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Credit Cards – the basics

Here are some of the basics of credit cards that everyone needs to know when approaching them.

What is a credit card?

The simplest answer to this question is that a credit card is one way to borrow money. You make an application to a bank, building society or specialist card issuer and once it is accepted, you receive an unique card created just for you. It has your name, an exclusive number and the dates on which it has been issues and it will expire.

Furthermore, each credit card has a set credit limit. This is the amount you can borrow. This amount may not be the one you asked for in your application but rather it is the one set by the issuer. However, this can be increased if you show that you are able regular payments on time.

1How does my credit card work?

You can use your credit card to buy goods and services and each month you will get a statement indicating how much you have spent. The least you need to pay is the minimum amount shown on your monthly statement which is usually 2% to 5% of the amount due. However, the ideal situation is if you can pay off the full balance at once each month. Otherwise, the card issues will charge you interest each month on the ‘outstanding balance’ (the money you still owe).  Note: a very good explanation of all the words associated with credit cards and borrowing can be found at this online credit card terms glossary.

When you are shopping, the electronic system used by the retailer will read the encrypted details contained in the black information strip on the back or on the chip on the front. In that way your card number, name, expiry date, limit and the cost of item you are purchasing will be recorded, together with the shop’s identification number.

The bank of the shop then checks you card detail against your card issuer’s data base and provides a guarantee to the shop that it will get paid. After that, you can enter your PIN to authorize the transaction and complete the purchase.

Your card can be a flexible friend because it can be used in millions of places around the world, both online and via telephone.

Remember you will need to have a good credit record to be able to apply for a credit card.  You can find your credit score online for only £2 with Experian.  This will tell you if you would be accepted for credit.

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Quick and Easy Spending Cuts

Cost cutting with clipping pathNobody likes spending money when they don’t have to, yet many households of all income brackets have unnecessarily high outgoings. There are a number of quick and surprisingly easy ways to cut the cost of running your household, often without having to give up any luxury you currently enjoy.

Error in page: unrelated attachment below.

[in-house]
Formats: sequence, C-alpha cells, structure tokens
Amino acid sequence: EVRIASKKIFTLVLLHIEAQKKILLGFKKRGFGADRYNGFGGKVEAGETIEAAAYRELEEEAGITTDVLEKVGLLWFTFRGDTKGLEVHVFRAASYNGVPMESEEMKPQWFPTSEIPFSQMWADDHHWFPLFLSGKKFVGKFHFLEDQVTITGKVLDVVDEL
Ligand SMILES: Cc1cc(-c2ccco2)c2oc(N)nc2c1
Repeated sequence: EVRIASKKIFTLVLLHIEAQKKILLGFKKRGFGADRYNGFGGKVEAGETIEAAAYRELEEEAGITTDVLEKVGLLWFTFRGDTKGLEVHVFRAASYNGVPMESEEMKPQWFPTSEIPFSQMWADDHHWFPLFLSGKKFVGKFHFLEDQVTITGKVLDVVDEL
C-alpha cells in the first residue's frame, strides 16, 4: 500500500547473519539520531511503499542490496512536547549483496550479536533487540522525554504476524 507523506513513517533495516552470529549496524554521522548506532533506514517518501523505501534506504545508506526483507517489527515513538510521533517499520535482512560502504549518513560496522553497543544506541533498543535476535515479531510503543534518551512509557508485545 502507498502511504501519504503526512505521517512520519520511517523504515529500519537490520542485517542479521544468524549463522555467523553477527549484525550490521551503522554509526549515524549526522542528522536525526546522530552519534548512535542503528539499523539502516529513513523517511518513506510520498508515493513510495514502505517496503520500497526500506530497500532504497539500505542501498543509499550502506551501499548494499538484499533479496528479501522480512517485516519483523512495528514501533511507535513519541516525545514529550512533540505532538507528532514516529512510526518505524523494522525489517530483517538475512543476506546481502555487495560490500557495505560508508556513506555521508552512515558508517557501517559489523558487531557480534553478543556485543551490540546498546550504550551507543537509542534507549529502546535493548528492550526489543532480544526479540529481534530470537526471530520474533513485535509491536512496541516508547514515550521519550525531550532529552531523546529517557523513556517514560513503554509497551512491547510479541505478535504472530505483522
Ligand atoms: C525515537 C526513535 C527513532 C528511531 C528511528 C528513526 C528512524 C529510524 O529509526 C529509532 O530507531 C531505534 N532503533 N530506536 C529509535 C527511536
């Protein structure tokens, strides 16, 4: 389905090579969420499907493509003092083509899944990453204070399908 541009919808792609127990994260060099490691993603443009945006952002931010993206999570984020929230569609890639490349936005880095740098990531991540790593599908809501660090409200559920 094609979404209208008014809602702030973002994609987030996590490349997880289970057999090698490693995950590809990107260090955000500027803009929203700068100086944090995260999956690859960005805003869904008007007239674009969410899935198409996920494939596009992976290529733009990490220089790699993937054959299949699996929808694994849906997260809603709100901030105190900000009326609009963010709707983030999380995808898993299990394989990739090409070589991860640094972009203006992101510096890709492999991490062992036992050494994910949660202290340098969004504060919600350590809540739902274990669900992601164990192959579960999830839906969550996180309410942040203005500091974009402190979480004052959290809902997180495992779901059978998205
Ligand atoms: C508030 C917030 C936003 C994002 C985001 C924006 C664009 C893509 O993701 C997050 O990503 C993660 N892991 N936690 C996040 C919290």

Always Switch Providers

Which providers, you may ask? The answer is just about every one that can be switched. The main examples include:

  • Car/House Insurance
  • Utility Providers
  • Banks and Credit Providers

Rates change all the time, and the cheapest provider one year is rarely still the cheapest when the next year rolls around. Never automatically renew a contract, and always use comparison sites to search for the best deals. It is usually best to try two or three different comparison sites to ensure coverage of the full market, as no site is able to search every single provider.

If you are with one of the “big six” energy companies, switching may be especially worthwhile. Usually, switching lets you get the same thing for less. However, the most recent customer satisfaction surveys have shown that small energy companies blow the big six away in customer satisfaction. In this case, you could be paying less and actually getting a better service.


Bills are one of the big expenses that households face. Another is usually the cost of running a car. If you use your car to travel to and from work, this is likely where a big portion of your car’s running costs go, and these costs can be cut significantly through a little bit of cooperation with your colleagues.

From a financial point of view, lift sharing benefits everyone involved. Clubbing together with other people in your workplace to share lifts means that every person involved will have less driving to do and will significantly cut the money they spend on fuel. If one of your colleagues wants to be involved but does not drive, they could instead contribute petrol money to the people that do. This still helps the drivers save money, and is probably cheaper and more convenient for non-drivers than public transport.

If you cannot come to any suitable arrangements with anybody in your workplace, it may be worth seeing if you can share lifts with people who both live and work close to you. Dedicated lift sharing websites specialise in matching up people who make similar journeys and are interested in a lift share arrangement.

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Finding Forgotten Funds